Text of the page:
Dubbed “the Carnegie Hall of College Basketball” by legendary announcer Gus Johnson, Assembly Hall is known for its steep side seating and the Hoosier-crazy fans that fill it. Opened in 1971, the arena has seen great success over the years, including 576 Indiana wins that power an .834 winning percentage. And, of course, it witnessed much of the Hoosiers’ 1975–76 undefeated season—the last perfect season in men's college hoops. With the largest student section in the country at 7,800 seats, Assembly Hall is far from a friendly site for opponents when it’s rocking.
6. “The Pit”: Dreamstyle Arena (New Mexico)
New Mexico has taken a step back in recent years after making four of five NCAA tournaments from 2010 to ’14, but opponents would never be wise to underestimate The Pit. The Lobos have won a whopping 732 home games since the arena’s opening in 1966, with their fans making it a daunting place to play. One of The Pit’s legendary moments came back in 2010, when San Diego State’s D.J. Gay was fouled shooting a three with his team down two and one second remaining. He missed one of the three free throws as the game went to overtime, where New Mexico prevailed.
“I remember getting to the line and it was so loud my ears started to hurt, and I think for a split second I lost my focus,” Gay would later say of his miss.
Now that’s what you call home court advantage.
7. Carrier Dome (Syracuse)
The Carrier Dome is one of the most unique settings in college basketball—and, because it doubles as a gridiron, in football as well. It’s the largest domed structure on a U.S. college campus and can hold over 35,000 for hoops games, as it did for a February 2014 game against Duke where it set the arena’s record for an NCAA men’s basketball game. The unusual setting can give the Orange an advantage over opponents who aren’t used to the dome’s confines—or size—helping Syracuse win 83.1% of its games in the arena’s history.
8. Breslin Student Events Center (Michigan State)
Home of the “Izzone,” the well-known Michigan State student section (named after—you guessed it, Tom Izzo), the Breslin Center is always a tough trip for opponents to make. The Spartans have won 86.9% of their home games since the arena opened in 1989, as the fans in East Lansing have given a team that is annually among the sport’s elites a further advantage. Even when MSU lost an uncharacteristic 15 games in the 2016–17 season, only two of those came at Breslin, and it dropped just one game all year at home last season.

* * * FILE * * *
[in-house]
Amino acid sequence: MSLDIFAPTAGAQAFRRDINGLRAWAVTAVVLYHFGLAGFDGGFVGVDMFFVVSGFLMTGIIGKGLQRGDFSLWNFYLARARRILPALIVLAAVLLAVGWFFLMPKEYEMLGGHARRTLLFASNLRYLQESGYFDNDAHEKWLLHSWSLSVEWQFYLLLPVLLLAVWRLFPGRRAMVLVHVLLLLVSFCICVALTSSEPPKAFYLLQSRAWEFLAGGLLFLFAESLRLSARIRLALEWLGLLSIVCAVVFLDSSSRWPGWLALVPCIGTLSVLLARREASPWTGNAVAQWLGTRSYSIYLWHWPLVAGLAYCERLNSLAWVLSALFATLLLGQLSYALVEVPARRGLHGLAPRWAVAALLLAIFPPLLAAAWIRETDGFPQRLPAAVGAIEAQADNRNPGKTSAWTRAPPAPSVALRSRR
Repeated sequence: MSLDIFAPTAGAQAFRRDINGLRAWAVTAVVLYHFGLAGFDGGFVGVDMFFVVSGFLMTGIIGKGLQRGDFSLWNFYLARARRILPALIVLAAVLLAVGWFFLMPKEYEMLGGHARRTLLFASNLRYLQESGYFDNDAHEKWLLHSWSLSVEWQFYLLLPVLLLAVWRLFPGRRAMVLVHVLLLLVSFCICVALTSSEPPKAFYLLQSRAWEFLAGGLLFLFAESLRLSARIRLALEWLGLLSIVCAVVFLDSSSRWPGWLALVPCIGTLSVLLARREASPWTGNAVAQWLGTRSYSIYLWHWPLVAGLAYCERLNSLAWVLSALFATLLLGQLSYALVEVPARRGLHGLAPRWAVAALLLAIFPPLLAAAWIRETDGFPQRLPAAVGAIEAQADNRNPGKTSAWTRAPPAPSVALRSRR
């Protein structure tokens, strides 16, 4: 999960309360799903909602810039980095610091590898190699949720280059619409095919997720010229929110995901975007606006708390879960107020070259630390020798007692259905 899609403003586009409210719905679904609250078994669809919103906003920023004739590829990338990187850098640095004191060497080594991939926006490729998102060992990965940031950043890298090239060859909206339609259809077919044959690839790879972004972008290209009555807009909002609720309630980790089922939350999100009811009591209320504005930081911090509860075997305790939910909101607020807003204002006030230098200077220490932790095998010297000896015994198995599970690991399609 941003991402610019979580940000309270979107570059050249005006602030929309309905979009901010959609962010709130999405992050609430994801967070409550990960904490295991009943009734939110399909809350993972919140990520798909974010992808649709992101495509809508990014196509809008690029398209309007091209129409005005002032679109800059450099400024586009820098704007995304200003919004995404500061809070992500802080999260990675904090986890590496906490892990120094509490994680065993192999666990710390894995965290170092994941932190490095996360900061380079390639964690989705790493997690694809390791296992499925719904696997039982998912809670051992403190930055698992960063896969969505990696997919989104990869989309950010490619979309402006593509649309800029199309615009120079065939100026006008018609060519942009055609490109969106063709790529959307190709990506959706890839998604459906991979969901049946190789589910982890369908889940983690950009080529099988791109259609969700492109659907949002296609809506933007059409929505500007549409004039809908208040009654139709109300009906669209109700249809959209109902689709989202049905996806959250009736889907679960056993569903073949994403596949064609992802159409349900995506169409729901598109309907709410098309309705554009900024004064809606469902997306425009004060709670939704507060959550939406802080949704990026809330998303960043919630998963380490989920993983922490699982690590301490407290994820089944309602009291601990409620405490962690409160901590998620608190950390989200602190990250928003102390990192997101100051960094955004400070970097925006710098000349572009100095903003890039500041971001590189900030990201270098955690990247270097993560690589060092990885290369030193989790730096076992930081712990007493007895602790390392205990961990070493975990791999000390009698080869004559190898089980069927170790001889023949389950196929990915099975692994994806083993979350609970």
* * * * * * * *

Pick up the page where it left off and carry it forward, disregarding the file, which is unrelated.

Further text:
9. Cintas Center (Xavier)
Since the Cintas Center opened in 2000, Xavier has been one of the most remarkably consistent programs in college hoops, missing the NCAA tournament only twice in that span. Its crowds have reflected that, with the 10,250-seat arena being either at or near capacity night in and night out for the Musketeers, creating a hostile environment for any opponent hoping to come in and leave with a W. In fact, only three teams in the country have a better home winning percentage in their current arena than Xavier: Gonzaga, Oregon and Kentucky (though Kansas is right on the Musketeers’ heels).
10. Hilton Coliseum (Iowa State)
Any opposing team that steps into the arena in Ames, Iowa, has to deal with the looming threat of “Hilton Magic,” the belief that there’s something extra—perhaps even unexplainable—that joins with the fans to boost the Cyclones to victory at home. It was Hilton Magic that helped propel Iowa State over Oklahoma three years ago, coming back from a 21-point second-half deficit for the win. The Cyclone faithful are a dedicated bunch that pack the 14,384-seat arena and are worthy of rounding out our top 10.
Dean E. Smith Center (North Carolina)
Bramlage Coliseum (Kansas State)
Kohl Center (Wisconsin)
Petersen Events Center (Pittsburgh)
Bud Walton Arena (Arkansas)
Hinkle Fieldhouse (Butler)
McKale Memorial Center (Arizona)
Charles Koch Arena (Wichita State)
Memorial Gymnasium (Vanderbilt)
Finneran Pavilion (Villanova)
Xfinity Center (Maryland)